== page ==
Some candidates for a golden spike show even clearer signs of human influence. In the hills overlooking San Francisco Bay, a mostly silted-up lake preserves 130 years of annually deposited mud, in sharply defined layers an inch or so thick. Called the Searsville Reservoir, it’s an artificial lake created by a dam project in 1892, now part of Stanford’s Jasper Ridge Biological Preserve.
“It’s a geologic record created by human activity,” says Stanford paleobiologist Allison Stegner.
Each year, the mud at Searsville traps substances typical of the accelerating Anthropocene. Beginning in the 1930s, for example, there are measurably more spheroidal carbonaceous particles—a technical term for the fine-grained soot emitted by power plants and factory smokestacks—along with other pollutants like mercury. There is also lead from increased use of leaded gasoline around the world. “We see global signals of the great acceleration,” Stegner says. (After leaded gas began to be phased out in the 1970s, lead levels declined.)
An especially clear indicator at Searsville, as at Flinders Reef, is the spike in radiation caused by nuclear bomb explosions, which started in the 1940s and peaked in 1963.
“Radionuclides are coincident with important things changing on the planet, have a specific onset and peak, and are evenly distributed around the planet,” Stegner says. “It doesn’t matter what the cause is, we’re just looking for something that’s simultaneous.”
What’s reversible, what’s not
Over coffee and vegetarian lunches in the warm spring sunshine, members of the AWG agreed that searching for the start of the Anthropocene can be depressing. Human activity has set in motion an enduring shift—and it’s not clear what comes next. “It’s not going back, it’s not reversible,” says Stanford biologist Elizabeth Hadly. “It’s going to be different, and it’s going to be a hard transition.”
But there was a current of optimism at the meeting nonetheless. Hope came from unlikely places–like the Antarctica Peninsula Ice Sheet, where British researchers have collected glacial ice going back centuries. The site, more than 400 miles from the nearest research station, can only be reached using a Twin Otter airplane equipped with skis.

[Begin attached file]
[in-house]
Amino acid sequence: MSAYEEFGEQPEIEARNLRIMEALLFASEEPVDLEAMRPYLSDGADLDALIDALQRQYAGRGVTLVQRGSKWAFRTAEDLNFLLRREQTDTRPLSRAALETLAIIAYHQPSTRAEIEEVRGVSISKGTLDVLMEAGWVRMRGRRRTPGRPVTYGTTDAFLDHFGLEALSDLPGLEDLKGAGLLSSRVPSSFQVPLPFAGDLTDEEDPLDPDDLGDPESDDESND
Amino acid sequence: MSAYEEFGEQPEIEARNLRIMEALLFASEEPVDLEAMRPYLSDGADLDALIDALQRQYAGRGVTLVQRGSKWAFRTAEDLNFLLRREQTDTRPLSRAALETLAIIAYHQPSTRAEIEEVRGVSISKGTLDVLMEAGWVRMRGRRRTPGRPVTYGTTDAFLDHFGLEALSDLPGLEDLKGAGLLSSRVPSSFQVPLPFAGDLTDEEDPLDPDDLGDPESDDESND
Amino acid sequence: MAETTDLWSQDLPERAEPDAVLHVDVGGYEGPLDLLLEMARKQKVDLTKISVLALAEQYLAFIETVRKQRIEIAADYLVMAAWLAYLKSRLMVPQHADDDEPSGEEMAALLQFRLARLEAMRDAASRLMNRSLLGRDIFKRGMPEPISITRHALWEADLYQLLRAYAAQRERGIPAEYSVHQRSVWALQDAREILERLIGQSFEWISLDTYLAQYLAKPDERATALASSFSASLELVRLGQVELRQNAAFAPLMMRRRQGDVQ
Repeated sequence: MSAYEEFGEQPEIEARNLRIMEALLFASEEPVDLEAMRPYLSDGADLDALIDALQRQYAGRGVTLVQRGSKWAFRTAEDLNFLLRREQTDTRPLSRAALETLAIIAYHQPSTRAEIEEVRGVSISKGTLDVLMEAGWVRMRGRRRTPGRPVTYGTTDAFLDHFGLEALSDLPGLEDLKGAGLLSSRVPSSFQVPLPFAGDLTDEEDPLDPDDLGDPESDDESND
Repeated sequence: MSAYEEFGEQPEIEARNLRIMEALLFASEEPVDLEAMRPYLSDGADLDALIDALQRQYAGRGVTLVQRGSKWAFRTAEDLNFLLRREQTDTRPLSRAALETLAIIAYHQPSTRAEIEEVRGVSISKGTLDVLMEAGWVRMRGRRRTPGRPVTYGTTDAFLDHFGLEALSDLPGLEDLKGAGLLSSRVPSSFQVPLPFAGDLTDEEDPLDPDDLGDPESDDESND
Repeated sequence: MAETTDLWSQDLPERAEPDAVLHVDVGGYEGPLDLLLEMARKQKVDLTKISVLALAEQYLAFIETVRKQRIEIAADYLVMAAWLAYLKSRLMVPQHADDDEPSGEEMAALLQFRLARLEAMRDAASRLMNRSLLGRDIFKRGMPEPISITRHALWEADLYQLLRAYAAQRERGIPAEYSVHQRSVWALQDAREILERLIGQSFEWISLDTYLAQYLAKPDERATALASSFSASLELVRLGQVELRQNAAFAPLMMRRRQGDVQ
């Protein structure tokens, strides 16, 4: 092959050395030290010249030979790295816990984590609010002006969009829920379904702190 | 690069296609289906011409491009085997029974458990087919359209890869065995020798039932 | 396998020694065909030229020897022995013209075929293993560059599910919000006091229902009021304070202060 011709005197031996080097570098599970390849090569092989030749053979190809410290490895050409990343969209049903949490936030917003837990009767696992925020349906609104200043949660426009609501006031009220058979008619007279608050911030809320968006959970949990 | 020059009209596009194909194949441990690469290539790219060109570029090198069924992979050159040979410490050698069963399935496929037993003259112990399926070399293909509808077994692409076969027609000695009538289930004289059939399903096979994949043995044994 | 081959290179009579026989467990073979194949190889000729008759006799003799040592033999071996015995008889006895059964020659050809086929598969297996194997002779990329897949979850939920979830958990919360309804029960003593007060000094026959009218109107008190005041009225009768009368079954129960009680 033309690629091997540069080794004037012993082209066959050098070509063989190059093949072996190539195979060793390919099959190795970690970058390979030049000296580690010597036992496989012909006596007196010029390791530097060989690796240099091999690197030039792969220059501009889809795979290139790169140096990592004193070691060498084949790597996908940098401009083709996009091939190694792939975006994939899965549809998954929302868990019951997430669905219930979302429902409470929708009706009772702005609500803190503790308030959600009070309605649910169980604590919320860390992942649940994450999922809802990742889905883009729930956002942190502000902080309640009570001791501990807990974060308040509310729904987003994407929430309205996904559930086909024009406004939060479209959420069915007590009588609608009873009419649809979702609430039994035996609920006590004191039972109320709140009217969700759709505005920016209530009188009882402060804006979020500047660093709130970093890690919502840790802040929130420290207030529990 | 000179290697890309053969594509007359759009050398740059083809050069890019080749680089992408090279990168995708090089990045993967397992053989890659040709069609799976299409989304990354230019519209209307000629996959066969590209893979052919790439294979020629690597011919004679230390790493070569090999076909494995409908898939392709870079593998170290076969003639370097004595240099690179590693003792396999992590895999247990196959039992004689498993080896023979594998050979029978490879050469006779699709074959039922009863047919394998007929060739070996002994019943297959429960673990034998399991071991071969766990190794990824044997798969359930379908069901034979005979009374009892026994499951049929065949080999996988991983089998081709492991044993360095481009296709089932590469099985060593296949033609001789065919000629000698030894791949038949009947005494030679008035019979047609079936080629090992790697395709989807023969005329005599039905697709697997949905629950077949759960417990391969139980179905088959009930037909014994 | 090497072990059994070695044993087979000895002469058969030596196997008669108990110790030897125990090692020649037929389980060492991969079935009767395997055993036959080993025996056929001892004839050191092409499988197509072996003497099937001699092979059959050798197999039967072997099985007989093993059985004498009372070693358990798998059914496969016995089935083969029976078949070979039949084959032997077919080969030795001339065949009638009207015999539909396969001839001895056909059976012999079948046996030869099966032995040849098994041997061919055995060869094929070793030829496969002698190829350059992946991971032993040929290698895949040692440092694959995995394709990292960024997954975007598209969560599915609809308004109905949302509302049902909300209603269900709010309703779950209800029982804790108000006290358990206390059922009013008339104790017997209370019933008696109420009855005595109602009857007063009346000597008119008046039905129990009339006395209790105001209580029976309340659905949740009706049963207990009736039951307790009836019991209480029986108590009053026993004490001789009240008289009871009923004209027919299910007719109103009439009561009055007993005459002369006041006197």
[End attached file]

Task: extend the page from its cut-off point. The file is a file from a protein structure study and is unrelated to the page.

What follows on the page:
In 2012, a team of researchers drilled down 133 meters (436 feet), removing ice in meter-long sections and packing them into dozens of cardboard boxes for the flight back to the research station. They made the long sea voyage to labs in the U.K. in a container chilled to -25ºC, about the same temperature as their source on the Antarctic Peninsula. The cores preserved four centuries of annual snowfall, starting in 1621—along with bubbles of air trapped in the snow.
On the conference’s second day, British Antarctic Survey scientist Liz Thomas took the stage to present data from the ice cores. The air bubbles, which pop and crackle in the lab when the ice is melted for analysis, reveal something remarkable: Methane, a greenhouse gas 80 times more powerful than carbon dioxide, began ticking up in 1800, but skyrocketed in the mid-1900s, mirroring the global expansion of industry and agriculture. It’s emitted by everything from oil wells to rice fields to belching cows.
“Between the 1950s and the 1970s, the acceleration in methane is 100 times what we saw in the previous 1,000 years,” Thomas says.
For Thomas, the methane measurements are actually a hopeful sign. Unlike CO2, methane in the atmosphere dissipates after a decade or so. “If you start to make changes in land use and agriculture, you will see a drop-off in methane quickly, whereas CO2 lasts much longer,” Thomas says. “Which is why we could change it if we stopped eating cow.”
In other words, golden spikes, whatever changes they mark in the geologic record—the proliferation of ancient mollusks, of radioactive isotopes from bomb testing, or soot from coal-fired power plants—are forever. But it’s not too late to hit the brakes on the Great Acceleration.
“I worry if we say we’ve reached a new epoch, people will say ‘the damage is done, let’s just give up,’” Thomas says. “But we can still make a positive difference.”